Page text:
I’ve been watching the presidential candidate debates – I know, I really need a hobby – and it occurs to me that if churches called pastors the way parties nominate presidents . . .
- We’d line up 7 or 8 prospective candidates and ask them inane questions that have little to do with the job
- We’d expect them to take potshots at each other, but with a smile
- They’d be raising money from church members so they could turn around and use it to tell people how frugal they would be in the job
- We’d be polling the congregation 3 or 4 times every week to see which candidate was most popular
- We’d finally elect a candidate, then spend the next four years complaining about him.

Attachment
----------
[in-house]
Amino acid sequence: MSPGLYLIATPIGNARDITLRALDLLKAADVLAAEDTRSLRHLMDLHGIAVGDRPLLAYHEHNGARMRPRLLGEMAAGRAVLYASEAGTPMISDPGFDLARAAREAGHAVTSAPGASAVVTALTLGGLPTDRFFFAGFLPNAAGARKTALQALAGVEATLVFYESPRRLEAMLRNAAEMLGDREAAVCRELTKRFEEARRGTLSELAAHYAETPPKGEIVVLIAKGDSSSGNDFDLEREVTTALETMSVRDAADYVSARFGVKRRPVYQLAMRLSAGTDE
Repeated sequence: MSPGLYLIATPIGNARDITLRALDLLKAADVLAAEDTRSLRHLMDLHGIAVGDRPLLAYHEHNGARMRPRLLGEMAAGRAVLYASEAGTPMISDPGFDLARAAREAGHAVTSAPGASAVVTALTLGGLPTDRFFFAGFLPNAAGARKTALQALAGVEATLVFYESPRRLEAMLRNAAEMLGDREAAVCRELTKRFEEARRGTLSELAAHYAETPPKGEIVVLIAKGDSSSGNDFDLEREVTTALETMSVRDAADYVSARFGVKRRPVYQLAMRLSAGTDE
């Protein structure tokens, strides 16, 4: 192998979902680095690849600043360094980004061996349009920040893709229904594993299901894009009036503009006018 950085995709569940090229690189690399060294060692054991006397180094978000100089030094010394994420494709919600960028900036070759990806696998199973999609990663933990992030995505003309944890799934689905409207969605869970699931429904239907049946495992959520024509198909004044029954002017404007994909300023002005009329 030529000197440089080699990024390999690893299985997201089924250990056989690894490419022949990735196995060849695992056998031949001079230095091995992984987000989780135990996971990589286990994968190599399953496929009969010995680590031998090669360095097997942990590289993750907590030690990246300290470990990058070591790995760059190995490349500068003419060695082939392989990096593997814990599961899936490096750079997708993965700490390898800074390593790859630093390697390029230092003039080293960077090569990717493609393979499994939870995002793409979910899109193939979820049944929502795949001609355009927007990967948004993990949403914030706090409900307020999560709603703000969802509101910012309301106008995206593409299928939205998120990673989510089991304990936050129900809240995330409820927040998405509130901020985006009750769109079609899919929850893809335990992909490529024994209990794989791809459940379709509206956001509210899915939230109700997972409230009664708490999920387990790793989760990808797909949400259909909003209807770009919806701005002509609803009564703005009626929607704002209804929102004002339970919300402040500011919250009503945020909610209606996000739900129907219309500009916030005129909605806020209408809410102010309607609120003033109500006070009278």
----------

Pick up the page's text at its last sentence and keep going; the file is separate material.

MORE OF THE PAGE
Oh, wait. That last one is what we do when we call a pastor!
Michael Duduit is founding Dean of the College of Christian Studies and the Clamp Divinity School at Anderson University. He also serves as Professor of Christian Ministry. He is the founder and still serves as Executive Editor of Preaching magazine, one of the nation’s premier publications for pastors. His email newsletter, Preaching Now, is read each week by more than 40,000 pastors and church leaders in the U.S. and around the world. He is founder and director of the National Conference on Preaching and the International Congress on Preaching. He has been a pastor and associate pastor, has served a number of churches as interim pastor, and speaks regularly for churches, colleges and conferences. He is author and editor of several books, including the Handbook of Contemporary Preaching, Joy in Ministry: Messages from Second Corinthians, Preaching with Power: Dynamic Insights from Twenty Top Communicators and Communicate With Power.